Misconception #4: The CIA coup was successful
It is clear from the record that the attempted coup (code-named TPAJAX) which was undertaken on the night of August 15th, 1953, was a dismal failure. Not only did the Iranian military officers fail in their task to arrest Mossadegh, the CIA did not have a backup plan. Even though Kermit Roosevelt claimed to have magically turned the situation around in only 3 days, the circumstances of what really happened between the failed coup of August 15/16 and the successful one of the 19th is highly contentious. How did the situation turn around so quickly, despite the early setbacks including the arrest of pivotal Iranian conspirators such as Colonel Zand-Karimi, the conduit for communicating with Tehran-based commanders? Roosevelt’s version of events is difficult to accept without reservation, not only because of the style and substance of his writing, but also because of his well-known questionable reliability.
Misconception #5: CIA documents corroborate each other
There is an recurrent idea that the CIA is all-powerful, and that classified documents from the CIA are inherently truthful and accurate. Again this ignores the context of the documents. This was the CIA’s first attempted coup, and especially for those involved there was a strong incentive to downplay the failures of the plan and to exaggerate any potential successes. In the various accounts declassified by or leaked from the CIA there are several inconsistencies which calls into question to accuracy of the different accounts.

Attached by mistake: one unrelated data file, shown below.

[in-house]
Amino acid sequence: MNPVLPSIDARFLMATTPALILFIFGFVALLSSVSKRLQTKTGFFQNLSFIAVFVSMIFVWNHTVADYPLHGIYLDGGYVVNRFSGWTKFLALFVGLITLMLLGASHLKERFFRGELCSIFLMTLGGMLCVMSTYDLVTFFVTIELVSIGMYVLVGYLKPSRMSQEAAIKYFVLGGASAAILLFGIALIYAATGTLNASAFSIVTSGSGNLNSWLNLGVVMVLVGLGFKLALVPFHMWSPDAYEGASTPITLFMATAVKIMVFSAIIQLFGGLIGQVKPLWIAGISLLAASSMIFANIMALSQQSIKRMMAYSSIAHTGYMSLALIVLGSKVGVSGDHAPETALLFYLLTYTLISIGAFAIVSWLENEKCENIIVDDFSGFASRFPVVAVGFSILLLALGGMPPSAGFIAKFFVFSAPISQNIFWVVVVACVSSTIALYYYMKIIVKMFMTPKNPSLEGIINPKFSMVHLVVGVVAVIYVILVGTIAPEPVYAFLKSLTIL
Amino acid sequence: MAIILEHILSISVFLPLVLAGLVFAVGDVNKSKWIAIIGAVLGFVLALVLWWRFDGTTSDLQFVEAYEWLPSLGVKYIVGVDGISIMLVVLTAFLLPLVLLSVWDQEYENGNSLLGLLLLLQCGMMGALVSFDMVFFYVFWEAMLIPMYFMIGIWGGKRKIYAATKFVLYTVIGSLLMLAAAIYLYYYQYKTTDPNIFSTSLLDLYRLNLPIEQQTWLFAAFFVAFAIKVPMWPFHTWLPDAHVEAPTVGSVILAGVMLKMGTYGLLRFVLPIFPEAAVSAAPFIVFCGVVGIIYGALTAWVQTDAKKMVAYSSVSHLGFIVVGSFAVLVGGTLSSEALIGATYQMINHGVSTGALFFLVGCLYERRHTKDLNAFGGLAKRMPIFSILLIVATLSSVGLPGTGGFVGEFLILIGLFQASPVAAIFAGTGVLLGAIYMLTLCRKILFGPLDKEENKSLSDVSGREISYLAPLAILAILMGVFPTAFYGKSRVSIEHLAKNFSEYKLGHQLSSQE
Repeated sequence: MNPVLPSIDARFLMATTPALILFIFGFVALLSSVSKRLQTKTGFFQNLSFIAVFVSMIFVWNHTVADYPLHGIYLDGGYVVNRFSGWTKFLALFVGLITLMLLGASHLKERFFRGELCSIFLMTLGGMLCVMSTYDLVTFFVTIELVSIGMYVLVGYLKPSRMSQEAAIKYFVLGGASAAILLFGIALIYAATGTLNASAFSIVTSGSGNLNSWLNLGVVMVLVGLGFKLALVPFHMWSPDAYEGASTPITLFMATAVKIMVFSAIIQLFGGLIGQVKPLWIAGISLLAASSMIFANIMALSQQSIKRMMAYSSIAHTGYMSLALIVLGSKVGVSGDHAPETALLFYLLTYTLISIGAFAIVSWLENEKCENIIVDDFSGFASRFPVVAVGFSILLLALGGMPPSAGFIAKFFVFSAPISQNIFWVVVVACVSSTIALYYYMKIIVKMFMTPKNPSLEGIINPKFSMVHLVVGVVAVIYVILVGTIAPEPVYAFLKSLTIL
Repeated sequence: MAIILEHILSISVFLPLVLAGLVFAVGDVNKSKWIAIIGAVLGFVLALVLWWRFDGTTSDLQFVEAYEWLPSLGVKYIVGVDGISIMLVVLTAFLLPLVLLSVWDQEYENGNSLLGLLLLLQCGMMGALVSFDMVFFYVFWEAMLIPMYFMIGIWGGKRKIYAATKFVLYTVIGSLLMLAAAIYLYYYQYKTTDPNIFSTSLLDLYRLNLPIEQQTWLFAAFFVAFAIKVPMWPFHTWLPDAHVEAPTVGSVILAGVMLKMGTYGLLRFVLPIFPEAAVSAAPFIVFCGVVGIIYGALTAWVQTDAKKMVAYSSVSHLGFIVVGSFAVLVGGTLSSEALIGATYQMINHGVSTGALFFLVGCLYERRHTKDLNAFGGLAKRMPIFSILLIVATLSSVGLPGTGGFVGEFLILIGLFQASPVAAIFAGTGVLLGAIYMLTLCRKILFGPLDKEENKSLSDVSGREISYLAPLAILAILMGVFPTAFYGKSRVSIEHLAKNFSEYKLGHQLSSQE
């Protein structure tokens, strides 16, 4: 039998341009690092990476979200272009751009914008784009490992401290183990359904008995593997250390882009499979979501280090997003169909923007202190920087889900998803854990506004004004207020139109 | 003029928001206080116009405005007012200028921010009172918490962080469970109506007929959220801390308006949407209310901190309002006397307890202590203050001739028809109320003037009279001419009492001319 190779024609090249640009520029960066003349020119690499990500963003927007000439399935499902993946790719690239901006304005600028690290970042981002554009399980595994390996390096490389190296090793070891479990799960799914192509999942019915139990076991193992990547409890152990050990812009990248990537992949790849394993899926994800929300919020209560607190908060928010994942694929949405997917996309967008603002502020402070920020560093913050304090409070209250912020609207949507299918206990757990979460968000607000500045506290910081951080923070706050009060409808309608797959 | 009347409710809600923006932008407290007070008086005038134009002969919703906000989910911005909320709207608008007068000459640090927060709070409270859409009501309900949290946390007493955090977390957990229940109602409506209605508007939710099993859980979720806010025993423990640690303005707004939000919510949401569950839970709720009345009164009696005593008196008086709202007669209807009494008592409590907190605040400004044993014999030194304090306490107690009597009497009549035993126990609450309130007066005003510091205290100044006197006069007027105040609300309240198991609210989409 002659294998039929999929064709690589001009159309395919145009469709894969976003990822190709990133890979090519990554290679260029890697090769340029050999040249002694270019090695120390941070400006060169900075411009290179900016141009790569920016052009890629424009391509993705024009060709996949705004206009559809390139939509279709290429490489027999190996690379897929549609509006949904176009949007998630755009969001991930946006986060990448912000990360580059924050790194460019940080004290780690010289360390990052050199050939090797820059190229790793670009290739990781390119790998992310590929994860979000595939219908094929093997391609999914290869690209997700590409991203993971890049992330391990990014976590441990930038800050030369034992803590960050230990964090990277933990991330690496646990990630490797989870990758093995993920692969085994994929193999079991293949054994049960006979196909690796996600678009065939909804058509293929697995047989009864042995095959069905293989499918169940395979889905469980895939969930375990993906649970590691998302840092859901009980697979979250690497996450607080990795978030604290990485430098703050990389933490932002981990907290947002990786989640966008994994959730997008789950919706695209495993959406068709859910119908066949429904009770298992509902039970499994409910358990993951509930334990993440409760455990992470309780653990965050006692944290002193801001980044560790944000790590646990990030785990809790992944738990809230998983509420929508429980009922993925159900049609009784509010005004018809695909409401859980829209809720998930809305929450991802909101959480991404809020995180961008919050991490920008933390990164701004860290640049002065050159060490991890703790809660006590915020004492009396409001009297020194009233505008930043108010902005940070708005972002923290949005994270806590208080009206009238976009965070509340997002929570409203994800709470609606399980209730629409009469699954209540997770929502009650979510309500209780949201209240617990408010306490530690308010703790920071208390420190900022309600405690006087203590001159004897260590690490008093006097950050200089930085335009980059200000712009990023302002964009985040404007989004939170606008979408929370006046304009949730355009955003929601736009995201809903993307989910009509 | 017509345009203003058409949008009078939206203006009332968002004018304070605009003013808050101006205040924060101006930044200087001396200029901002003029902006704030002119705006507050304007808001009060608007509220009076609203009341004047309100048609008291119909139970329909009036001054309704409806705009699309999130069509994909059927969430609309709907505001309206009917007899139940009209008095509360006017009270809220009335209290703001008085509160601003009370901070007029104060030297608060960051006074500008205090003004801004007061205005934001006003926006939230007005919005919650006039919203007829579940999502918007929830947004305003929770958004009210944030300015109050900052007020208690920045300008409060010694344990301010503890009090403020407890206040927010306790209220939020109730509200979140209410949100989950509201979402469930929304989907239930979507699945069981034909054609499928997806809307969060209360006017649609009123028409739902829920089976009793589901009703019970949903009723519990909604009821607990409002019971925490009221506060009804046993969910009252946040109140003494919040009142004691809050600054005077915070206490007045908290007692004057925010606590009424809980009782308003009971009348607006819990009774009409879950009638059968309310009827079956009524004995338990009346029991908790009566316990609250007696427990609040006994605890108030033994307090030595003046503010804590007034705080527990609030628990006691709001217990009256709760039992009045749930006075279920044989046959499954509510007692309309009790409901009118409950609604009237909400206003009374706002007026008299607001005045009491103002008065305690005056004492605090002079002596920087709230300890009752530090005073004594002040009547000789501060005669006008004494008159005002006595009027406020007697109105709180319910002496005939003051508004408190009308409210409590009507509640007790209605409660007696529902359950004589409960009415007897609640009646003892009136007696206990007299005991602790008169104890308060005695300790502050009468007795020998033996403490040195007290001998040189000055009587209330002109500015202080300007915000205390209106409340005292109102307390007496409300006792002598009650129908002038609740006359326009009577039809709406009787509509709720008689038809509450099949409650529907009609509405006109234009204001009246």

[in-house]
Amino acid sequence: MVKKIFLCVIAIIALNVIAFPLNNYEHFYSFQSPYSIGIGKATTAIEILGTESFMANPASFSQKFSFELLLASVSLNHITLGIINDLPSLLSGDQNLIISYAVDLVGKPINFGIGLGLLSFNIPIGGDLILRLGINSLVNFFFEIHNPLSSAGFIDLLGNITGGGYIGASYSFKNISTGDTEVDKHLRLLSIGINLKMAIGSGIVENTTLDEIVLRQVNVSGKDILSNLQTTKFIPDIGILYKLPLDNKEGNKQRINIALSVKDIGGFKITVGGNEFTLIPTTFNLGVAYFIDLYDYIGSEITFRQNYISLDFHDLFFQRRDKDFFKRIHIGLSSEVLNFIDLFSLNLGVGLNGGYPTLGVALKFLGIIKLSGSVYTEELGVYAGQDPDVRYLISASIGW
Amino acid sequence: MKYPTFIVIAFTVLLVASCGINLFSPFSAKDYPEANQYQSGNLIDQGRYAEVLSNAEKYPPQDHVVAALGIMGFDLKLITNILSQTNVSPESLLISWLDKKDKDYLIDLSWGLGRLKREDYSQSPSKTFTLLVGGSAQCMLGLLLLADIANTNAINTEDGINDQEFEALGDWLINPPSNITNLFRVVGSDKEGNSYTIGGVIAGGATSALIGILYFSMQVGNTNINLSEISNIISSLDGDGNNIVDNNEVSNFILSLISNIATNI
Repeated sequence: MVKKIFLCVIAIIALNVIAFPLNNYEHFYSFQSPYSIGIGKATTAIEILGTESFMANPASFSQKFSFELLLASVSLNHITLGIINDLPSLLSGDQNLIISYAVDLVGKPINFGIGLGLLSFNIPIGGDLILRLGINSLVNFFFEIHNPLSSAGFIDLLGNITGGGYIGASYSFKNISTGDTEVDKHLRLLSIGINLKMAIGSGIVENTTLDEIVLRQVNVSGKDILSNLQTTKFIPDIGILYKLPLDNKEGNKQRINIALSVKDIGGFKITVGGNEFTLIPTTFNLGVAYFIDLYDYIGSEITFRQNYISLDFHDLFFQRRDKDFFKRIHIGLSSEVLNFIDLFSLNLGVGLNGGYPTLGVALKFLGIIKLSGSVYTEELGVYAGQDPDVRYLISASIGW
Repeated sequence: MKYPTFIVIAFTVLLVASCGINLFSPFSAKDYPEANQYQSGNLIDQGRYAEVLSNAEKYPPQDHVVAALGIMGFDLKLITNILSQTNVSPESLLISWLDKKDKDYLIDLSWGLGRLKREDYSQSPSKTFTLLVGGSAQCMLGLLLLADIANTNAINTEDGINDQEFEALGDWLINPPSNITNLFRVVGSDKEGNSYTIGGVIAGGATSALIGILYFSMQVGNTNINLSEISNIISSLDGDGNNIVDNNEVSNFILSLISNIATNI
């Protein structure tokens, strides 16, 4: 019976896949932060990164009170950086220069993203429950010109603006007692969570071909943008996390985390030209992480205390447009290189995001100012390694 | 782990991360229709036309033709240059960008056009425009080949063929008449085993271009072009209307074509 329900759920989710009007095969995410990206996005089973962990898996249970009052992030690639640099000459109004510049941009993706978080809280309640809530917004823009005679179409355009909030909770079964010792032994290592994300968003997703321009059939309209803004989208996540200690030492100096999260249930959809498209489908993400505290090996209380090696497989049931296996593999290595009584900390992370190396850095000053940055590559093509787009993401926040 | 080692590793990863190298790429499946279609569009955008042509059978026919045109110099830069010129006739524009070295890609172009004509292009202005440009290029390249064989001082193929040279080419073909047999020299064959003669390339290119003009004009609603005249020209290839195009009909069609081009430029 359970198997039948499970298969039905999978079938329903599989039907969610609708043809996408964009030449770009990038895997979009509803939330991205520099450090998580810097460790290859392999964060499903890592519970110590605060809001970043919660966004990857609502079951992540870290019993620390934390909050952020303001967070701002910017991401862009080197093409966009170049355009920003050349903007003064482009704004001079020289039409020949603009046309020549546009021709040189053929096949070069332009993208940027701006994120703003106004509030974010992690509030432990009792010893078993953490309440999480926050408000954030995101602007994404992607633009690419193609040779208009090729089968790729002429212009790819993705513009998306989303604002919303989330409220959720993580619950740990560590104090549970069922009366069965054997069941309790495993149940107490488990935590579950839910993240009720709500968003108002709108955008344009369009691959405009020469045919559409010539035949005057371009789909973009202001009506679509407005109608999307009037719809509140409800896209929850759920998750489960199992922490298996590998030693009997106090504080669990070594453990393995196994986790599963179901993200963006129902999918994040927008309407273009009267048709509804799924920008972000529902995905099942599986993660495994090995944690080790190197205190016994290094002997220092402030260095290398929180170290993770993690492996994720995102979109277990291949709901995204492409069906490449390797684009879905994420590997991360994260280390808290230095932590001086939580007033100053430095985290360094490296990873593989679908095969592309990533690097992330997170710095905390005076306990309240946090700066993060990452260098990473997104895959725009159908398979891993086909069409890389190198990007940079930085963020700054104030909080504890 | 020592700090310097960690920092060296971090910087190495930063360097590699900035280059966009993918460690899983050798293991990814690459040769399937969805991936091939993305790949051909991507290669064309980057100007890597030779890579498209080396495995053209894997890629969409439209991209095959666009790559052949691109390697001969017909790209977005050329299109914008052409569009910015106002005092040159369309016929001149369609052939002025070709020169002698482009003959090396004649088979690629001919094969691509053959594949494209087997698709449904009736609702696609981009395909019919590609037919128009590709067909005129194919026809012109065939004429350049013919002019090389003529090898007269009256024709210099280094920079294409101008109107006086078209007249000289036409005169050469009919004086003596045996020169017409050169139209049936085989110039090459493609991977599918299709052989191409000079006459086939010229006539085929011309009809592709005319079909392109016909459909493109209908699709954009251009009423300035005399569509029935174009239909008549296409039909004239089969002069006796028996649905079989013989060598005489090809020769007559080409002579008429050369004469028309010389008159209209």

Perhaps most striking (though ignored in historiographies) are those found in the most recent CIA history ‘Zendebad Shah’, published internally in 1998 and partially released following FOIA requests from George Washington University’s National Security Archive. In this document, it is written that British Foreign Minister Eden “found the Americans much more receptive to the British viewpoint than they had been under Truman and Acheson. The collapse of the Anglo-Iranian oil negotiations had changed the American’s attitude.” These events however, are taken out of chronological order; the negotiations did not in fact collapse until days after the meeting between Eden and the Americans. On the same page the author also wrote that the US administration ‘abandoned the search for a negotiated end to the crisis.’ Without context, this implies that the US broke off negotiations, while in fact it was Mossadegh that did so.